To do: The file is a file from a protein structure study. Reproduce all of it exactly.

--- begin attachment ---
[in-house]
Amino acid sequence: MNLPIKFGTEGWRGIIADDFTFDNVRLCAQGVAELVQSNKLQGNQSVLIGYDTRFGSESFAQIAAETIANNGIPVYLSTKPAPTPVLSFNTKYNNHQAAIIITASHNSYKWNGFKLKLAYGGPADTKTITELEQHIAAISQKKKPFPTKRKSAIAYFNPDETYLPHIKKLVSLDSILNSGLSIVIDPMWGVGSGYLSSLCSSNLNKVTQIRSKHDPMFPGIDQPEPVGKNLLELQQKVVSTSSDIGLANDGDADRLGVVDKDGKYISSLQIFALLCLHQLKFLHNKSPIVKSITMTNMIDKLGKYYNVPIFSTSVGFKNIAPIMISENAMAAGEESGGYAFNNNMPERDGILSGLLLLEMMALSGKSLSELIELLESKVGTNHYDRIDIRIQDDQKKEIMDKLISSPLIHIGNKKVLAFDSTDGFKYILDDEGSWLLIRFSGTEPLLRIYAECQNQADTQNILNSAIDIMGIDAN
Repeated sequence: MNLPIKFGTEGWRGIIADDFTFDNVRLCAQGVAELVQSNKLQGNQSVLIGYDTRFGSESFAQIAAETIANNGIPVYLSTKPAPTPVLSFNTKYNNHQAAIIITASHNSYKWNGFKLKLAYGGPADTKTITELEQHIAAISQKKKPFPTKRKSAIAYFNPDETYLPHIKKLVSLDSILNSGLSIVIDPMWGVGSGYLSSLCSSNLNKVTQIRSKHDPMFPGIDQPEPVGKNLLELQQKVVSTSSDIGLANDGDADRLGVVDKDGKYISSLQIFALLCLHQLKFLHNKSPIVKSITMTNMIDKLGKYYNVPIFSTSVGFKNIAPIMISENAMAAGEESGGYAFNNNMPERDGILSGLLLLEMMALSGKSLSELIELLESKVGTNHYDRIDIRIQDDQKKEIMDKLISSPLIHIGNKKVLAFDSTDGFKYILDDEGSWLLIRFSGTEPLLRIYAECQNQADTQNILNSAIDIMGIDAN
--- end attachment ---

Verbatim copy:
[in-house]
Amino acid sequence: MNLPIKFGTEGWRGIIADDFTFDNVRLCAQGVAELVQSNKLQGNQSVLIGYDTRFGSESFAQIAAETIANNGIPVYLSTKPAPTPVLSFNTKYNNHQAAIIITASHNSYKWNGFKLKLAYGGPADTKTITELEQHIAAISQKKKPFPTKRKSAIAYFNPDETYLPHIKKLVSLDSILNSGLSIVIDPMWGVGSGYLSSLCSSNLNKVTQIRSKHDPMFPGIDQPEPVGKNLLELQQKVVSTSSDIGLANDGDADRLGVVDKDGKYISSLQIFALLCLHQLKFLHNKSPIVKSITMTNMIDKLGKYYNVPIFSTSVGFKNIAPIMISENAMAAGEESGGYAFNNNMPERDGILSGLLLLEMMALSGKSLSELIELLESKVGTNHYDRIDIRIQDDQKKEIMDKLISSPLIHIGNKKVLAFDSTDGFKYILDDEGSWLLIRFSGTEPLLRIYAECQNQADTQNILNSAIDIMGIDAN
Repeated sequence: MNLPIKFGTEGWRGIIADDFTFDNVRLCAQGVAELVQSNKLQGNQSVLIGYDTRFGSESFAQIAAETIANNGIPVYLSTKPAPTPVLSFNTKYNNHQAAIIITASHNSYKWNGFKLKLAYGGPADTKTITELEQHIAAISQKKKPFPTKRKSAIAYFNPDETYLPHIKKLVSLDSILNSGLSIVIDPMWGVGSGYLSSLCSSNLNKVTQIRSKHDPMFPGIDQPEPVGKNLLELQQKVVSTSSDIGLANDGDADRLGVVDKDGKYISSLQIFALLCLHQLKFLHNKSPIVKSITMTNMIDKLGKYYNVPIFSTSVGFKNIAPIMISENAMAAGEESGGYAFNNNMPERDGILSGLLLLEMMALSGKSLSELIELLESKVGTNHYDRIDIRIQDDQKKEIMDKLISSPLIHIGNKKVLAFDSTDGFKYILDDEGSWLLIRFSGTEPLLRIYAECQNQADTQNILNSAIDIMGIDAN